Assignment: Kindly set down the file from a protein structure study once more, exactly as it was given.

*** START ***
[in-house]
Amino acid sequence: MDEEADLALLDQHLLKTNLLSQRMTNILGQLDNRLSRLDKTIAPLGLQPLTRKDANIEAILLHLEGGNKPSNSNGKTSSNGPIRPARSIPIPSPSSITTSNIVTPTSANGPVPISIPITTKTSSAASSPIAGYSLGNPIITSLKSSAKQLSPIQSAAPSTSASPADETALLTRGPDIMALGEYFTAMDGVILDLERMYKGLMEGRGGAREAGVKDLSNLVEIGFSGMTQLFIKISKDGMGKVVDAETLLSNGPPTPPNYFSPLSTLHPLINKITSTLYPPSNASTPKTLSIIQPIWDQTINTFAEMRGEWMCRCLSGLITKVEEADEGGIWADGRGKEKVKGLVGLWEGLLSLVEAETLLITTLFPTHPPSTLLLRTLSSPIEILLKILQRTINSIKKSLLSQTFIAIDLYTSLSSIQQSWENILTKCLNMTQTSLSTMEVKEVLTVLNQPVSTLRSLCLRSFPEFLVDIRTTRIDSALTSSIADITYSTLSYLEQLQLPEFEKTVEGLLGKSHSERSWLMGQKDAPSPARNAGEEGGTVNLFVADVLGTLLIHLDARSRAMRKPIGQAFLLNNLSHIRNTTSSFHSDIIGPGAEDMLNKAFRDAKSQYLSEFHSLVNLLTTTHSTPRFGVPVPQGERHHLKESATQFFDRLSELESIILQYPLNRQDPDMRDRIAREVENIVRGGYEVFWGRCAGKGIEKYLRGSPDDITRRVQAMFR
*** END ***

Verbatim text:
[in-house]
Amino acid sequence: MDEEADLALLDQHLLKTNLLSQRMTNILGQLDNRLSRLDKTIAPLGLQPLTRKDANIEAILLHLEGGNKPSNSNGKTSSNGPIRPARSIPIPSPSSITTSNIVTPTSANGPVPISIPITTKTSSAASSPIAGYSLGNPIITSLKSSAKQLSPIQSAAPSTSASPADETALLTRGPDIMALGEYFTAMDGVILDLERMYKGLMEGRGGAREAGVKDLSNLVEIGFSGMTQLFIKISKDGMGKVVDAETLLSNGPPTPPNYFSPLSTLHPLINKITSTLYPPSNASTPKTLSIIQPIWDQTINTFAEMRGEWMCRCLSGLITKVEEADEGGIWADGRGKEKVKGLVGLWEGLLSLVEAETLLITTLFPTHPPSTLLLRTLSSPIEILLKILQRTINSIKKSLLSQTFIAIDLYTSLSSIQQSWENILTKCLNMTQTSLSTMEVKEVLTVLNQPVSTLRSLCLRSFPEFLVDIRTTRIDSALTSSIADITYSTLSYLEQLQLPEFEKTVEGLLGKSHSERSWLMGQKDAPSPARNAGEEGGTVNLFVADVLGTLLIHLDARSRAMRKPIGQAFLLNNLSHIRNTTSSFHSDIIGPGAEDMLNKAFRDAKSQYLSEFHSLVNLLTTTHSTPRFGVPVPQGERHHLKESATQFFDRLSELESIILQYPLNRQDPDMRDRIAREVENIVRGGYEVFWGRCAGKGIEKYLRGSPDDITRRVQAMFR